A Few Thoughts on the Pardon Power

“The President… shall have Power to grant Reprieves and Pardons for Offenses against the United States, except in Cases of Impeachment.”

For the most part, the pardon power is a wonderful thing. How nice to give an ‘out’, where injustices can be corrected? But there are bad pardons also. How could we make Pardons better?

The worst kinds of pardons are self-serving and corrupt. Giving friends and allies a pardon simply because they are your friends and allies is a perversion of justice. We will have to continue living with that perversion. There is no way to define these situations, and it’s better to preserve the breadth of the power. I spent the last four years listening to Preet Bharara complaining that Trump ignored the Pardon Office as if that was so incredibly horrible. I think Pretty is wrong here, it is not such an obviously bad thing. The point of the power is to be outside normal processes, and each President should be free to deploy it as they see fit. It’s easy to imagine situations where the Pardon Office is a barrier against getting justice. If there is any solution to corrupt pardons, it is not to elect corrupt Presidents, not re-elect them, and hold it against the political party they come from.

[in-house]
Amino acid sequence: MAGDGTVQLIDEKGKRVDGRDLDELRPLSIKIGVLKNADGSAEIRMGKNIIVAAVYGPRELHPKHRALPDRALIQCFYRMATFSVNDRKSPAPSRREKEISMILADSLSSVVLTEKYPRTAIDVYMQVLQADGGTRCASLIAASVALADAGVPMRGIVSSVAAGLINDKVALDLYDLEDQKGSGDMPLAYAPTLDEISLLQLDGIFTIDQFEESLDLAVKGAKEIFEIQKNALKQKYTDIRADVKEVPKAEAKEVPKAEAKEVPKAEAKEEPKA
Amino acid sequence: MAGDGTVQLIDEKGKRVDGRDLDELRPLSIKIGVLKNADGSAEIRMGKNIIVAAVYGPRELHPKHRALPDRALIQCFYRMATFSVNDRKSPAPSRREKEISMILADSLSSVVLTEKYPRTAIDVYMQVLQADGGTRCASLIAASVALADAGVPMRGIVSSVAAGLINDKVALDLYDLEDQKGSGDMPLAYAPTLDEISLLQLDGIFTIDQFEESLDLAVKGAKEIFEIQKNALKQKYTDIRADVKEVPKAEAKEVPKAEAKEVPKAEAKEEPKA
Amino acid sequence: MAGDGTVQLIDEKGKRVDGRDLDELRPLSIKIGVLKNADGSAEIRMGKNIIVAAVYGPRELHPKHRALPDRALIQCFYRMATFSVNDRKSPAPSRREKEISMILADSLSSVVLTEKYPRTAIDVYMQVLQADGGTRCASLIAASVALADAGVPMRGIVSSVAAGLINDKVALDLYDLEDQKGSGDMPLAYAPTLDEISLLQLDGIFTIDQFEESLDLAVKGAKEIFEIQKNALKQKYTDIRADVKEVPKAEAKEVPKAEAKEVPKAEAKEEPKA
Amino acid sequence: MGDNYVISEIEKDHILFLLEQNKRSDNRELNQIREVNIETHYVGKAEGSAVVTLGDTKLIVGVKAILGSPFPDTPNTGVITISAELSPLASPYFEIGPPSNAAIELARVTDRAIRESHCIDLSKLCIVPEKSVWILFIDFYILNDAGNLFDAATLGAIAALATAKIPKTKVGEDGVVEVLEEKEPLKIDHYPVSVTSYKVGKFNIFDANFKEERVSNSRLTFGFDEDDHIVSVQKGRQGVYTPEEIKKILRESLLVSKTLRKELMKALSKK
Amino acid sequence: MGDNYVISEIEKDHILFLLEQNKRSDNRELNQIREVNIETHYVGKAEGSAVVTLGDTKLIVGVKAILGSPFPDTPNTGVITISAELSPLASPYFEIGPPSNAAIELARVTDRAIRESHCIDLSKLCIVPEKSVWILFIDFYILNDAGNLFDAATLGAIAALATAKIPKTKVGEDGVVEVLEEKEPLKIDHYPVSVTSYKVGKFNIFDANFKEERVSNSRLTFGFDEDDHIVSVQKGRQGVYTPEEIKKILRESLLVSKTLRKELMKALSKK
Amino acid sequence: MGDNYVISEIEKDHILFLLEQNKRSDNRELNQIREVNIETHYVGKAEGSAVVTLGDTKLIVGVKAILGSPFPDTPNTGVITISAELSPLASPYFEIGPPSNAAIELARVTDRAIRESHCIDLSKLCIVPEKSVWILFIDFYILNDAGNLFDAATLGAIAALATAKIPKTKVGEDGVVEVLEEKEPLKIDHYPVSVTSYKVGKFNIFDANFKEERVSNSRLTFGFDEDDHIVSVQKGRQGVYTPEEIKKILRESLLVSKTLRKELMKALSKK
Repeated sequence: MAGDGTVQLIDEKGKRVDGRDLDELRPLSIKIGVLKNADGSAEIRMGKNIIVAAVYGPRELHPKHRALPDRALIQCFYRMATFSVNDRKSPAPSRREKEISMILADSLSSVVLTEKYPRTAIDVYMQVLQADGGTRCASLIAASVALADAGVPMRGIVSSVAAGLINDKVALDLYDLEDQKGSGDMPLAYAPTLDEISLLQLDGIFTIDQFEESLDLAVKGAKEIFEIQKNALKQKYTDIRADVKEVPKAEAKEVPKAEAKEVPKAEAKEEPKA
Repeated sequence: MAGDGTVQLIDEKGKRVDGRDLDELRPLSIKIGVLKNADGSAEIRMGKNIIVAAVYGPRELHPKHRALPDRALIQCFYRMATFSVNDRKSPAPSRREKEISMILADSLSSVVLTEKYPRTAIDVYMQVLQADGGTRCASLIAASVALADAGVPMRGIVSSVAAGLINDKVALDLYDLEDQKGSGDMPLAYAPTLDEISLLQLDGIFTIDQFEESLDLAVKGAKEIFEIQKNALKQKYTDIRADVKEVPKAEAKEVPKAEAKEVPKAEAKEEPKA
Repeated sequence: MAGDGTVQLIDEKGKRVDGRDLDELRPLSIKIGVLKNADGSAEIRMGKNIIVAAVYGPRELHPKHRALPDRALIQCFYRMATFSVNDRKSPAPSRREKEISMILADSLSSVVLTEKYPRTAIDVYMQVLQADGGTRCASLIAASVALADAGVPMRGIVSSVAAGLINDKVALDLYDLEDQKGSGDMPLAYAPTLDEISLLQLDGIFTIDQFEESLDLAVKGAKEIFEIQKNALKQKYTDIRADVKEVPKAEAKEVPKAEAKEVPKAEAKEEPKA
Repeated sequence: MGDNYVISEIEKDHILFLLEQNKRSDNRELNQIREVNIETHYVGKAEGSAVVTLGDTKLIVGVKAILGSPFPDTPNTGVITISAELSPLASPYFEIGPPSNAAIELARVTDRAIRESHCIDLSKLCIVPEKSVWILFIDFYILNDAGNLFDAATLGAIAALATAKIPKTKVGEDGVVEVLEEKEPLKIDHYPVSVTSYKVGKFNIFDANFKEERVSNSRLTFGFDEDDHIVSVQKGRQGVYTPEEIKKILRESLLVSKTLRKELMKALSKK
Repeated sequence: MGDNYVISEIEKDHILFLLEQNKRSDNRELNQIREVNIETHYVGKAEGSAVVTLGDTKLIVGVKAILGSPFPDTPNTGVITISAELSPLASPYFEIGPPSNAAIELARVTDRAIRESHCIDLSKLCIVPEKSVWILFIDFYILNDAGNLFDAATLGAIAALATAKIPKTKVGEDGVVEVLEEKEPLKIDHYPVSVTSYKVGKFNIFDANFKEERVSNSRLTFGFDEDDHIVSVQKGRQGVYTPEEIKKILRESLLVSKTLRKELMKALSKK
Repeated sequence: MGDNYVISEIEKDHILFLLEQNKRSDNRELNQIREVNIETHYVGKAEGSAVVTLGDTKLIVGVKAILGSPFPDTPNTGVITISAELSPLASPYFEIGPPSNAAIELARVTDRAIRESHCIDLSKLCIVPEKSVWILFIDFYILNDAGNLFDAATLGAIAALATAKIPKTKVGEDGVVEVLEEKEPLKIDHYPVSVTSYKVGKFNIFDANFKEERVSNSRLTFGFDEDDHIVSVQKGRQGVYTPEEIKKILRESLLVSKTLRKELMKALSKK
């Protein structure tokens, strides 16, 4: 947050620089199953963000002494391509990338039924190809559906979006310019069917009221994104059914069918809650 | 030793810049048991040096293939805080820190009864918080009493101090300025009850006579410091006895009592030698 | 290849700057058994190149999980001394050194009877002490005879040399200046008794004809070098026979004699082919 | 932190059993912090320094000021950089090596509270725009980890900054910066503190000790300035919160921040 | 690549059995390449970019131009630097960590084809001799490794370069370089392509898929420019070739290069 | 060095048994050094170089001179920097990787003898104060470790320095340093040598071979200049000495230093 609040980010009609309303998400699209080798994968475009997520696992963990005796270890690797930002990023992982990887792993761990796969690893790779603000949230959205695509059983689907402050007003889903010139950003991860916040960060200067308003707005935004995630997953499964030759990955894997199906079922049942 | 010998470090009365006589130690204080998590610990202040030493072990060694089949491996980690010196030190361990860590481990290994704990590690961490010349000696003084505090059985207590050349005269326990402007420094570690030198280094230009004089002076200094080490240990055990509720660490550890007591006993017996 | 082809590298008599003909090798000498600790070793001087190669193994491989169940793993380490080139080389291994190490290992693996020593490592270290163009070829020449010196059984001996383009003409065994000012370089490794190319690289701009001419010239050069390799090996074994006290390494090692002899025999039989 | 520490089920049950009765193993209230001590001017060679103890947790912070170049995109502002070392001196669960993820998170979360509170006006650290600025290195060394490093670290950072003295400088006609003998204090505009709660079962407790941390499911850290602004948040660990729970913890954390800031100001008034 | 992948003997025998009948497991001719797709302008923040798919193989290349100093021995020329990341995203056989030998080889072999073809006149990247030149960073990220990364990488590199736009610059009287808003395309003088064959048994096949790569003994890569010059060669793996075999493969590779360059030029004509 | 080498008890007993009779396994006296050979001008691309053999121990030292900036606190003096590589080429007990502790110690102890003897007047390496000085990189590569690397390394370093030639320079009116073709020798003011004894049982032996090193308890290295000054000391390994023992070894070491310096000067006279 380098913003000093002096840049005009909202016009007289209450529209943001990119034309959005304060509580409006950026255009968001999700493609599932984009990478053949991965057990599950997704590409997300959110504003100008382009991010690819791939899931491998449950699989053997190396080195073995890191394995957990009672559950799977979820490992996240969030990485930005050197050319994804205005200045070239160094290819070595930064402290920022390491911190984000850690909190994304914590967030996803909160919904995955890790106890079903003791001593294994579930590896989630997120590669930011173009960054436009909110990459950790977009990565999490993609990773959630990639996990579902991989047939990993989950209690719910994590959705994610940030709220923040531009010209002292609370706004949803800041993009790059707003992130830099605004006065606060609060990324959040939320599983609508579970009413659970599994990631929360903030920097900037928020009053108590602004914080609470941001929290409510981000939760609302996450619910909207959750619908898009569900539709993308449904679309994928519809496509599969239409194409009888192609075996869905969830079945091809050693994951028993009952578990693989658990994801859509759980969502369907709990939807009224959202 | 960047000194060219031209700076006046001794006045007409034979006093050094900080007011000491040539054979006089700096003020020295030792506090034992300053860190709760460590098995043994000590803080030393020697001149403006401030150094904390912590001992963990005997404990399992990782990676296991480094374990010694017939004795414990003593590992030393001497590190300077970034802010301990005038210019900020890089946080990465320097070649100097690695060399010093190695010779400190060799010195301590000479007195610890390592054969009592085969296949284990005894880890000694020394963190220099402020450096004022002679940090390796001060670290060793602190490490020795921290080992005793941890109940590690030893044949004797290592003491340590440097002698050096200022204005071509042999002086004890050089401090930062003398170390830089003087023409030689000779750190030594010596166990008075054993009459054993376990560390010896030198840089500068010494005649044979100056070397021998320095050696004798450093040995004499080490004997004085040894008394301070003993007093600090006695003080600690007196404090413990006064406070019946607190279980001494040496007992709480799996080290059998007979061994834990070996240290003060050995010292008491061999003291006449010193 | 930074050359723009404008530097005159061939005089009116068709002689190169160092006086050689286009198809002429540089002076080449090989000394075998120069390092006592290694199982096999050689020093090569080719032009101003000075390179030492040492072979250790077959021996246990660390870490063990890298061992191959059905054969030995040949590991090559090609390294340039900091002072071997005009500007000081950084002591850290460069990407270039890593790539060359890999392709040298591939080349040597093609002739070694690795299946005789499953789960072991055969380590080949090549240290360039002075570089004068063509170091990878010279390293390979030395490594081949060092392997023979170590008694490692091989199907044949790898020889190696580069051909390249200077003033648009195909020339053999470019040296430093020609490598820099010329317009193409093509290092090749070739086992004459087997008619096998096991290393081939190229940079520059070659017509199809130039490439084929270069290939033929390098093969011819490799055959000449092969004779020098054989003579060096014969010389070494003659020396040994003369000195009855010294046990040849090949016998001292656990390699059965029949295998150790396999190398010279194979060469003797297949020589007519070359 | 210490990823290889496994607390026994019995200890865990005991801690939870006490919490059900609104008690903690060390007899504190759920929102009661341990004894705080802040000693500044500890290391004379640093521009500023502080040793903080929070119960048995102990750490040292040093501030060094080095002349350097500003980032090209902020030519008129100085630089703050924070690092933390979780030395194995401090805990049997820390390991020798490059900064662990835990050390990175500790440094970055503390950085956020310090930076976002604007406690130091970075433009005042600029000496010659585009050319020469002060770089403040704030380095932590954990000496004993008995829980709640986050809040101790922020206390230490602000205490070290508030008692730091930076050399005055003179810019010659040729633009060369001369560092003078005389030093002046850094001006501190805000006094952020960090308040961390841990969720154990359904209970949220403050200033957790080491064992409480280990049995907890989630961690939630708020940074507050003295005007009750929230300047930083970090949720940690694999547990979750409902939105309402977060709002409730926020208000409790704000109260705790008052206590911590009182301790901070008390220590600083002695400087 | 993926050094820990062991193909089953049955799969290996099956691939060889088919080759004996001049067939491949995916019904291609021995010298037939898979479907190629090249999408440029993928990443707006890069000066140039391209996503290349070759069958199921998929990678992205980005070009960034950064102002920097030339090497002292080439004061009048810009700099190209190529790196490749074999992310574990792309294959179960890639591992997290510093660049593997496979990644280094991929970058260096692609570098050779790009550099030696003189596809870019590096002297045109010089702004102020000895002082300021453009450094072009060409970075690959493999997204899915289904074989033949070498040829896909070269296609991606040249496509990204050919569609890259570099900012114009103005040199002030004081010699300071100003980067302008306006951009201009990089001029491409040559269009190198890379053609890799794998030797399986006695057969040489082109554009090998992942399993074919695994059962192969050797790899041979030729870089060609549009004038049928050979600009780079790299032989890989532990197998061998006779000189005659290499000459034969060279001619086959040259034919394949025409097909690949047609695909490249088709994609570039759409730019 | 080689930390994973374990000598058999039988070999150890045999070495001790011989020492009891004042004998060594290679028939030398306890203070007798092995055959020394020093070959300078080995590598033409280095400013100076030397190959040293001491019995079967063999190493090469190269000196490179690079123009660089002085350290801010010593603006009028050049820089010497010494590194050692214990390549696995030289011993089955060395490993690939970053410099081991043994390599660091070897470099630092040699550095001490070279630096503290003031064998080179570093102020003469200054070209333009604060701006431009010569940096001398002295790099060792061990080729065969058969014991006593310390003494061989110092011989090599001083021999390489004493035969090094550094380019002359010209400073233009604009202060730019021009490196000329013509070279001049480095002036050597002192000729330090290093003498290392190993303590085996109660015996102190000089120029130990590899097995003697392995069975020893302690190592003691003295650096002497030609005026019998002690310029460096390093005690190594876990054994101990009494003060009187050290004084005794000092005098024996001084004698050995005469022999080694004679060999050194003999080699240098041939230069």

No one gets a blank check.  President Ford erred here. He pardoned Nixon for “all offenses against the United States which he, Richard Nixon, has committed or may have committed or taken part in during the period from January 20, 1969 through August 9, 1974.” By making it so broad, he set a bad precedent.

If someone gets a pardon, they get it for specific offenses. It can say “and other offenses related to the same incidents”, but not a blanket pardon for everything. If it’s not spelled out it’s not a pardon, it’s a magical cloak of immunity.

No pardoning yourself. It’s hard to believe this needs to said out loud. This was quickly addressed during the Nixon impeachment, under the theory that no man can serve as his own judge. My simple justification is that no one is above the law. If the Executive can pardon themselves, they are above the law, so it can’t happen.

Trumps Final Pardons

Like so much with Trumps presidency, it could have been much worse. It was terrible, but.

The worst ones are the pardoning of other high officials who used their office to enrich themselves, also known as corruption. Some of these Trump didn’t even both to defend. (Interestingly, I can no longer access the actual text of the pardons. The links now go to a dead 404 page at whitehouse.gov.) It’s striking that the most corrupt president in our times pardoned other corrupt officials. Like so much with Trump, he can barely muster any empathy unless you are like him.

(By the way, Steve Brannon’s may not matter so much. He can be charged from anywhere; the prosecutors can just ship the evidence to another jurisdiction.)